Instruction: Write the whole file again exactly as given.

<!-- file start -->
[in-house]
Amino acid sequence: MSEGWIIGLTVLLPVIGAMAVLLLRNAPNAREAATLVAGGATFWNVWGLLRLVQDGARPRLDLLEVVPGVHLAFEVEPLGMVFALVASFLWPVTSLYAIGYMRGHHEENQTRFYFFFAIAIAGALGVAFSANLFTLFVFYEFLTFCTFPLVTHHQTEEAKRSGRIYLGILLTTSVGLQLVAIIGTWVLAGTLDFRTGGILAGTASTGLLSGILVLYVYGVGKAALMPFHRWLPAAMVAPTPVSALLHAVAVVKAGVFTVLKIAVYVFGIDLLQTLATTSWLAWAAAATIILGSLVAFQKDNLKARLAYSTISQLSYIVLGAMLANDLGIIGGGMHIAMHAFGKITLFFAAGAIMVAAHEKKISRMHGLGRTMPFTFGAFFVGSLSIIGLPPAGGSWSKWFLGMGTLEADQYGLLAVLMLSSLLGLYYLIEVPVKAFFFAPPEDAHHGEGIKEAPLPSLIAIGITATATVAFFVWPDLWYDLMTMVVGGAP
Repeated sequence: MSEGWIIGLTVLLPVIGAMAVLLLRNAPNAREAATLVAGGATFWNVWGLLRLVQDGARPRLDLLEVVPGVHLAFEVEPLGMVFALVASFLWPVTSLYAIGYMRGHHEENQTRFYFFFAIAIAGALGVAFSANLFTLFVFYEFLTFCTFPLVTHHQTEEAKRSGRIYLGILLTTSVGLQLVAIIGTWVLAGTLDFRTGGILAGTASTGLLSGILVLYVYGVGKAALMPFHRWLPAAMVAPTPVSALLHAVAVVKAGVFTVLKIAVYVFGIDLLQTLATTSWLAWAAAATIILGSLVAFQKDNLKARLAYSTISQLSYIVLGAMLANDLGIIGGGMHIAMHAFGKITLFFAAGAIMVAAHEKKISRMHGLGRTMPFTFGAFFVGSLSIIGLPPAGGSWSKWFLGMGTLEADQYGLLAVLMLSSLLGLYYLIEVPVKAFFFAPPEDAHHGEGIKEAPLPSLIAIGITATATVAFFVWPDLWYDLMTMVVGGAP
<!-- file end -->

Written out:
[in-house]
Amino acid sequence: MSEGWIIGLTVLLPVIGAMAVLLLRNAPNAREAATLVAGGATFWNVWGLLRLVQDGARPRLDLLEVVPGVHLAFEVEPLGMVFALVASFLWPVTSLYAIGYMRGHHEENQTRFYFFFAIAIAGALGVAFSANLFTLFVFYEFLTFCTFPLVTHHQTEEAKRSGRIYLGILLTTSVGLQLVAIIGTWVLAGTLDFRTGGILAGTASTGLLSGILVLYVYGVGKAALMPFHRWLPAAMVAPTPVSALLHAVAVVKAGVFTVLKIAVYVFGIDLLQTLATTSWLAWAAAATIILGSLVAFQKDNLKARLAYSTISQLSYIVLGAMLANDLGIIGGGMHIAMHAFGKITLFFAAGAIMVAAHEKKISRMHGLGRTMPFTFGAFFVGSLSIIGLPPAGGSWSKWFLGMGTLEADQYGLLAVLMLSSLLGLYYLIEVPVKAFFFAPPEDAHHGEGIKEAPLPSLIAIGITATATVAFFVWPDLWYDLMTMVVGGAP
Repeated sequence: MSEGWIIGLTVLLPVIGAMAVLLLRNAPNAREAATLVAGGATFWNVWGLLRLVQDGARPRLDLLEVVPGVHLAFEVEPLGMVFALVASFLWPVTSLYAIGYMRGHHEENQTRFYFFFAIAIAGALGVAFSANLFTLFVFYEFLTFCTFPLVTHHQTEEAKRSGRIYLGILLTTSVGLQLVAIIGTWVLAGTLDFRTGGILAGTASTGLLSGILVLYVYGVGKAALMPFHRWLPAAMVAPTPVSALLHAVAVVKAGVFTVLKIAVYVFGIDLLQTLATTSWLAWAAAATIILGSLVAFQKDNLKARLAYSTISQLSYIVLGAMLANDLGIIGGGMHIAMHAFGKITLFFAAGAIMVAAHEKKISRMHGLGRTMPFTFGAFFVGSLSIIGLPPAGGSWSKWFLGMGTLEADQYGLLAVLMLSSLLGLYYLIEVPVKAFFFAPPEDAHHGEGIKEAPLPSLIAIGITATATVAFFVWPDLWYDLMTMVVGGAP